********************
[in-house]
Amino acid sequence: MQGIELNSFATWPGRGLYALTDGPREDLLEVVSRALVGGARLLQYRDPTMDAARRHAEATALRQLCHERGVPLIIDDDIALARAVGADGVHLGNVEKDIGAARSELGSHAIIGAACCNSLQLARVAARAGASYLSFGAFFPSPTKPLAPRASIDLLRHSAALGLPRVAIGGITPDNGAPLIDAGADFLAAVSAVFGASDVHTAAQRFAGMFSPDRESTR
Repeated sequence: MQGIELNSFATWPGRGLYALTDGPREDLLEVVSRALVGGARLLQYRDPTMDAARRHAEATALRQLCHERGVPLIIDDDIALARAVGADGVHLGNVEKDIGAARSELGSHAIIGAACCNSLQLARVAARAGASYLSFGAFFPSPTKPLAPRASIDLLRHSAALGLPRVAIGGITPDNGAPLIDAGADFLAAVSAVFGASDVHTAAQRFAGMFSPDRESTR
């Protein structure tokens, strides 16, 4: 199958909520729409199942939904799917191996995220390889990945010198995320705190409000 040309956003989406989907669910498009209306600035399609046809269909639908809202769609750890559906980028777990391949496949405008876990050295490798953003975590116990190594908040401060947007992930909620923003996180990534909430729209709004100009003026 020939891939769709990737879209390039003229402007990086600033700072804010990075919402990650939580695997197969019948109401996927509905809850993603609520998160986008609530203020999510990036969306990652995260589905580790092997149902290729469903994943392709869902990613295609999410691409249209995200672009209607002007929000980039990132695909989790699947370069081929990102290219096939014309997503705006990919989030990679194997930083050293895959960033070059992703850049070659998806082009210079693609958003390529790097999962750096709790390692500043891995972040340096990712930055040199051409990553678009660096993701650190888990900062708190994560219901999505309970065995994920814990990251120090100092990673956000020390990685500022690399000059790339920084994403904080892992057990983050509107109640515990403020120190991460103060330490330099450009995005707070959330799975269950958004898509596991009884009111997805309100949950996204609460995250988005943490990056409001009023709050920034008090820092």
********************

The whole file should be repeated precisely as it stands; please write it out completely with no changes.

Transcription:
[in-house]
Amino acid sequence: MQGIELNSFATWPGRGLYALTDGPREDLLEVVSRALVGGARLLQYRDPTMDAARRHAEATALRQLCHERGVPLIIDDDIALARAVGADGVHLGNVEKDIGAARSELGSHAIIGAACCNSLQLARVAARAGASYLSFGAFFPSPTKPLAPRASIDLLRHSAALGLPRVAIGGITPDNGAPLIDAGADFLAAVSAVFGASDVHTAAQRFAGMFSPDRESTR
Repeated sequence: MQGIELNSFATWPGRGLYALTDGPREDLLEVVSRALVGGARLLQYRDPTMDAARRHAEATALRQLCHERGVPLIIDDDIALARAVGADGVHLGNVEKDIGAARSELGSHAIIGAACCNSLQLARVAARAGASYLSFGAFFPSPTKPLAPRASIDLLRHSAALGLPRVAIGGITPDNGAPLIDAGADFLAAVSAVFGASDVHTAAQRFAGMFSPDRESTR
């Protein structure tokens, strides 16, 4: 199958909520729409199942939904799917191996995220390889990945010198995320705190409000 040309956003989406989907669910498009209306600035399609046809269909639908809202769609750890559906980028777990391949496949405008876990050295490798953003975590116990190594908040401060947007992930909620923003996180990534909430729209709004100009003026 020939891939769709990737879209390039003229402007990086600033700072804010990075919402990650939580695997197969019948109401996927509905809850993603609520998160986008609530203020999510990036969306990652995260589905580790092997149902290729469903994943392709869902990613295609999410691409249209995200672009209607002007929000980039990132695909989790699947370069081929990102290219096939014309997503705006990919989030990679194997930083050293895959960033070059992703850049070659998806082009210079693609958003390529790097999962750096709790390692500043891995972040340096990712930055040199051409990553678009660096993701650190888990900062708190994560219901999505309970065995994920814990990251120090100092990673956000020390990685500022690399000059790339920084994403904080892992057990983050509107109640515990403020120190991460103060330490330099450009995005707070959330799975269950958004898509596991009884009111997805309100949950996204609460995250988005943490990056409001009023709050920034008090820092």